Attention is the currency of mobile apps and it’s a finite resource. As time goes on, our attention for social apps gets spread thinner and thinner. What can the next generation of apps do to combat shrinking attention spans?
The last few years have brought the rise of the “downtime” mobile-social app: Twitter, Snapchat, Instagram, WhatsApp, Tinder, the list goes on. These guys have a big problem and it’s only getting bigger: we only have so much downtime.
When smartphones came out, a whole new block of time opened up to app developers. We needed something to do while we waited in line (or ignored our friends). Now, there’s a plethora of options at our fingertips and each new one canabalizes the others. Photos I take on Snapchat or Days.am are photos I’m not Instagramming.
The iPhone and its kin are reasonably mature. We’re out of that unallocated time. Apps have to compete with each other for your attention. The homescreen is a great metaphor for this: we can only really use 16 apps a day, and even then, the majority of our time gets focused to 3 or 5 apps.
The good news for app developers and entrepreneurs is that there’s a work around. Smart developers are building apps that win the battle for attention by creating new time slots with less competition. Apps that define a new category use-case for the phone, find their way on to the homescreen with much less convincing.
Evernote is useful when you’re in a meeting or at the grocery store. Timehop is designed to be the first thing you do after waking up (they even send a push notification every morning to remind you). Venmo targeted the “you owe me money” use case. These apps are all social networks but, they’ve come up with clever hooks that help them sneak into our lives. They’re utilities that also happen to be social networks — not pure social networks.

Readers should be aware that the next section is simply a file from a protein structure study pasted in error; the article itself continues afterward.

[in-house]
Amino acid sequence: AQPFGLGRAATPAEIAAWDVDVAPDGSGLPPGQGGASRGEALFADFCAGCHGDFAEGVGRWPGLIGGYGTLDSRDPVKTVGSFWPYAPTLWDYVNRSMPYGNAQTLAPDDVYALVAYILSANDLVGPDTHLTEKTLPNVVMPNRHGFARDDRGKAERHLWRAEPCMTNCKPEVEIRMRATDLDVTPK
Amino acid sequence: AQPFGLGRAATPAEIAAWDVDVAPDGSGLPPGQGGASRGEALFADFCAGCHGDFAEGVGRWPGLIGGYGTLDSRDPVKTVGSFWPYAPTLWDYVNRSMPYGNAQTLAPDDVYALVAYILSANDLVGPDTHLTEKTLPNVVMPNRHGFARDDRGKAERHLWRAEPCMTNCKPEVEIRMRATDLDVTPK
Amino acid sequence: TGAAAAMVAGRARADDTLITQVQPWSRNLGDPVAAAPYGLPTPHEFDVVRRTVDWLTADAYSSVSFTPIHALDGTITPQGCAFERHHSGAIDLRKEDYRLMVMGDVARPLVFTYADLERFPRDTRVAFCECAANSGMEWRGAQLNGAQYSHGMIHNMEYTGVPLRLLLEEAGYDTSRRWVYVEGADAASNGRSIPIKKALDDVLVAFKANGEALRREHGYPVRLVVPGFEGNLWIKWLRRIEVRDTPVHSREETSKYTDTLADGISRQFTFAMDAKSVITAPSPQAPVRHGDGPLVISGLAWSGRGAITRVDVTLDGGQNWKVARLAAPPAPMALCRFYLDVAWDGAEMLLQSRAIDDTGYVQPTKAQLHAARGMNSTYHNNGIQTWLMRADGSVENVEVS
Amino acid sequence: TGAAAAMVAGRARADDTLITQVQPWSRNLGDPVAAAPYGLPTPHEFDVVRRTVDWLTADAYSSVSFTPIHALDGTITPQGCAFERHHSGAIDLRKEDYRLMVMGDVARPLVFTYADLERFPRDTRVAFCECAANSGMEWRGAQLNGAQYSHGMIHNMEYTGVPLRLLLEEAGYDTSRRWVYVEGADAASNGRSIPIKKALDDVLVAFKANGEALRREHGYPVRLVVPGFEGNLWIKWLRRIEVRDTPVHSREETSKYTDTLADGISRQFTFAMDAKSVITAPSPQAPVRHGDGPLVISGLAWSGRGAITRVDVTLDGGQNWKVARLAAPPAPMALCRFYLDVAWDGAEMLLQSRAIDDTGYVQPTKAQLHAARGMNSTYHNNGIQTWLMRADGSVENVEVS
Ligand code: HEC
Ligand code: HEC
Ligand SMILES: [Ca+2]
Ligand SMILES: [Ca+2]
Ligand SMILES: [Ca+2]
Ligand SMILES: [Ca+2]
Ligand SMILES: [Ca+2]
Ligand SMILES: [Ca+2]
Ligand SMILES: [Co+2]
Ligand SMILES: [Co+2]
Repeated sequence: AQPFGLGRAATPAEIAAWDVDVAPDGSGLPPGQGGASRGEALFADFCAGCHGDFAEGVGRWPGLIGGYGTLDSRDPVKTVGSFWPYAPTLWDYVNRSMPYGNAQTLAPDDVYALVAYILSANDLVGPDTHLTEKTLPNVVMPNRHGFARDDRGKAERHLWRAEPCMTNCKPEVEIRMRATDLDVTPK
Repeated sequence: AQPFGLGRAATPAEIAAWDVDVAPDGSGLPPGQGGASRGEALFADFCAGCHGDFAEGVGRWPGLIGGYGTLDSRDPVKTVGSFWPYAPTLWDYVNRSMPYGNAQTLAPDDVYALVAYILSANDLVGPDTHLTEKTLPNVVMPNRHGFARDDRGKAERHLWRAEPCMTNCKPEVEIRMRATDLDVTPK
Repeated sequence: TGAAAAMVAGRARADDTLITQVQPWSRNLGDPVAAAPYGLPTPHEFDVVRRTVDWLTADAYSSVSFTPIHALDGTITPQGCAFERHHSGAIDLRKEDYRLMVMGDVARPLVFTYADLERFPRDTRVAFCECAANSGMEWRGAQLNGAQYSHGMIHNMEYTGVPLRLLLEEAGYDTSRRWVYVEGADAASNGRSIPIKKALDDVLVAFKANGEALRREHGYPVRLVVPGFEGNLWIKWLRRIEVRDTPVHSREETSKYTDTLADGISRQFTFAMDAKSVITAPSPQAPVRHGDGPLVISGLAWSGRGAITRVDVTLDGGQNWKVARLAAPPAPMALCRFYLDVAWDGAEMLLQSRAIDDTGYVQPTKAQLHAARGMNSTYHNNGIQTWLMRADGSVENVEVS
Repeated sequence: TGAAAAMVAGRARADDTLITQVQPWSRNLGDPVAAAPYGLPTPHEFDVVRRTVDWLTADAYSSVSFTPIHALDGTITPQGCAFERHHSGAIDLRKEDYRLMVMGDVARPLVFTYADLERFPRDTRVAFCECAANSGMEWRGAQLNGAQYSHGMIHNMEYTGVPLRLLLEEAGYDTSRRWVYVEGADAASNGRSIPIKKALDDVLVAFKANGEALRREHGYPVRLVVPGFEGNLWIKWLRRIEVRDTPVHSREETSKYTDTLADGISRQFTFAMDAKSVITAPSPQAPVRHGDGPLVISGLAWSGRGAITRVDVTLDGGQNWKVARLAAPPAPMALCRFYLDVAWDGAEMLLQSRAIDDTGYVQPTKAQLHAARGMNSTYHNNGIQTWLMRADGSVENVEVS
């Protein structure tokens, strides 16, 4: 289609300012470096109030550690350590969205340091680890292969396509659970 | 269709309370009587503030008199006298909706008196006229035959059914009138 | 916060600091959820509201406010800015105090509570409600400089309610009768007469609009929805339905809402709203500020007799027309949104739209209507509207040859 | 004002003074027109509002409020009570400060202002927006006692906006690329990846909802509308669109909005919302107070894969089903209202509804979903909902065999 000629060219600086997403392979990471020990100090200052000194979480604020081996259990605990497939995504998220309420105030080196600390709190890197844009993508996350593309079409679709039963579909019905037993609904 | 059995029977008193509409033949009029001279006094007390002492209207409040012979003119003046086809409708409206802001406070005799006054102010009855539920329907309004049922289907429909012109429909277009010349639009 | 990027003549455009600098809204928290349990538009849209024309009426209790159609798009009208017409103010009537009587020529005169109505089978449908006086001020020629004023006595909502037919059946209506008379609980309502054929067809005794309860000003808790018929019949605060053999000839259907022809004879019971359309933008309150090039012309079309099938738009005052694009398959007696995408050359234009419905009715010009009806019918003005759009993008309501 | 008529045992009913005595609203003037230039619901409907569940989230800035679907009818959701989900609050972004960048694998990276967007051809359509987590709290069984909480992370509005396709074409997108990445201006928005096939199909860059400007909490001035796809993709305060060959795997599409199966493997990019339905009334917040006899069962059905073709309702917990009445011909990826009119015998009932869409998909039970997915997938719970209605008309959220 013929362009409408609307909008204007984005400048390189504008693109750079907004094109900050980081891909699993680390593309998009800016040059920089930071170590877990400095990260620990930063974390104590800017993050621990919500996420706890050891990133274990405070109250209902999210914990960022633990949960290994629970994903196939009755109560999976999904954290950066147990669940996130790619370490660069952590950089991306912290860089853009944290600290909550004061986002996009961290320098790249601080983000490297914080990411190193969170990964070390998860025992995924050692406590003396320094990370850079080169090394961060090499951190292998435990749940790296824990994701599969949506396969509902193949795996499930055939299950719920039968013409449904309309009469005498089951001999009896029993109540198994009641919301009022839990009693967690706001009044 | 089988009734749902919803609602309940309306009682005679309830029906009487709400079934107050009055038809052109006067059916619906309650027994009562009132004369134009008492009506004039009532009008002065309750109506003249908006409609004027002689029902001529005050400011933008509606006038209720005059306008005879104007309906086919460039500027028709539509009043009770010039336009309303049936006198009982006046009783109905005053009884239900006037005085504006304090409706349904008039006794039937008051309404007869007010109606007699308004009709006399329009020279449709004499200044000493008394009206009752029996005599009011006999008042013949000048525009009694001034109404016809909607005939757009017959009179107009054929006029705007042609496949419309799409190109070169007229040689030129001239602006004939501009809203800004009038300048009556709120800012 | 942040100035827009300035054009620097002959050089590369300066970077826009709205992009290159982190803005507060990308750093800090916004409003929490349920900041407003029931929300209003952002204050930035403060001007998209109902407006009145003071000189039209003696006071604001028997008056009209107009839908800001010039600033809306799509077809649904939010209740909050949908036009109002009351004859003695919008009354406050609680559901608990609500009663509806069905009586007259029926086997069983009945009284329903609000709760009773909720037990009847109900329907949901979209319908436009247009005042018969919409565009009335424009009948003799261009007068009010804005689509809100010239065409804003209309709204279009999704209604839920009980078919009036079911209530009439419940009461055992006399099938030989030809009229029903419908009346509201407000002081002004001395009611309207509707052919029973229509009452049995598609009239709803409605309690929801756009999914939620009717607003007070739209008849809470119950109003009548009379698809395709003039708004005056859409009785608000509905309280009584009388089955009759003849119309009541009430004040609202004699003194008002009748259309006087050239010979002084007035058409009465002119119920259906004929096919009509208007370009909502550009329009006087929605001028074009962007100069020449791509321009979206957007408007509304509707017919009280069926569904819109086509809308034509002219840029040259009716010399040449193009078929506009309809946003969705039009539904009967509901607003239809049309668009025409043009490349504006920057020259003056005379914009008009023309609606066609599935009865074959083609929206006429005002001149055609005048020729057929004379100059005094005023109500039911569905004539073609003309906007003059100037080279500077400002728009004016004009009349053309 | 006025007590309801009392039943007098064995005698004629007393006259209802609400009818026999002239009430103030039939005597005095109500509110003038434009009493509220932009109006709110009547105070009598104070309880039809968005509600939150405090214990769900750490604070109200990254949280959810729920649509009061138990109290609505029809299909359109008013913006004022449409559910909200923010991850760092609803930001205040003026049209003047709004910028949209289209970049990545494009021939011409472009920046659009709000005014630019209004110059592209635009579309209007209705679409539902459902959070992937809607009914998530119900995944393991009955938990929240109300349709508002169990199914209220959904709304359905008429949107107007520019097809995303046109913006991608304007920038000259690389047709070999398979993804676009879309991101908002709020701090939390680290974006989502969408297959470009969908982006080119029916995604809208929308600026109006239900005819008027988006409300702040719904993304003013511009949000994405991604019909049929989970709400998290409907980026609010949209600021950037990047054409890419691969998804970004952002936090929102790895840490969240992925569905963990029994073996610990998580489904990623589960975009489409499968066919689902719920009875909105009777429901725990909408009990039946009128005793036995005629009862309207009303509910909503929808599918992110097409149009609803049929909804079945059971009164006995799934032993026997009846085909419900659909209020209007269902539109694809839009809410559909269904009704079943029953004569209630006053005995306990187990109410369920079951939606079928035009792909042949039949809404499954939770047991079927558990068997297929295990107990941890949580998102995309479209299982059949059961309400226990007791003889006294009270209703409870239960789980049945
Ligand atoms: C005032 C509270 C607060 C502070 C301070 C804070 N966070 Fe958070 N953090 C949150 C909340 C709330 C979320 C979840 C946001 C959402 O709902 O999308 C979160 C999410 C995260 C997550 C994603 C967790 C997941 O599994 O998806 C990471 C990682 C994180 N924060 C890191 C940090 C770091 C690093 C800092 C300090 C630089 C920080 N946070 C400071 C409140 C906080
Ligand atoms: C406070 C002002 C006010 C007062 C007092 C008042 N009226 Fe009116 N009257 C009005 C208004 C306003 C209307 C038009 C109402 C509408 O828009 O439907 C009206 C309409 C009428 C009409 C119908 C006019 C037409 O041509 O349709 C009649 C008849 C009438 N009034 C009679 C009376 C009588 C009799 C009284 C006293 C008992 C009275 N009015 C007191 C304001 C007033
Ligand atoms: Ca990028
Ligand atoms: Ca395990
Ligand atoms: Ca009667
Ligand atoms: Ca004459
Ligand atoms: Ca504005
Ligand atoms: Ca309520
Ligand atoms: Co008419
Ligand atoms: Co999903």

Social utilities often have a specific cue that isn’t just boredom or FOMO. Uber has “I need to get there”. Foursquare and Yelp are vying for “I’m hungry”. Spotify has “I need jams”. The next generation of mobile apps will fit into existing (often offline) workflows and make them better by putting them in our pockets. Just last week I discovered GetMaid which fits into the “my apartment is dirty” cue. The number of opportunities that fit into a small but important use case is high.
Plus, these apps are easier to monetize. Since they’re solving real needs (instead of boredom or FOMO), they can actually charge to solve the problem better. I’m not accustomed to paying for brief periods of entertainment, but I am used to paying for a ride or to get my house cleaned.
The great news is that as phones become more advanced there are more and more triggers for social utilities. Google Glass, the inevitable Apple watch, Pebble, NFC — these are all things that will enable new types of apps.
What cue will your app fit into?
Thanks to Quinten, Nate, Ryan, Adii and the other members of my Brain Trust who told me that the first draft of this sucked and then helped me to make it better
Photo Credit: 55Laney69 via Compfight cc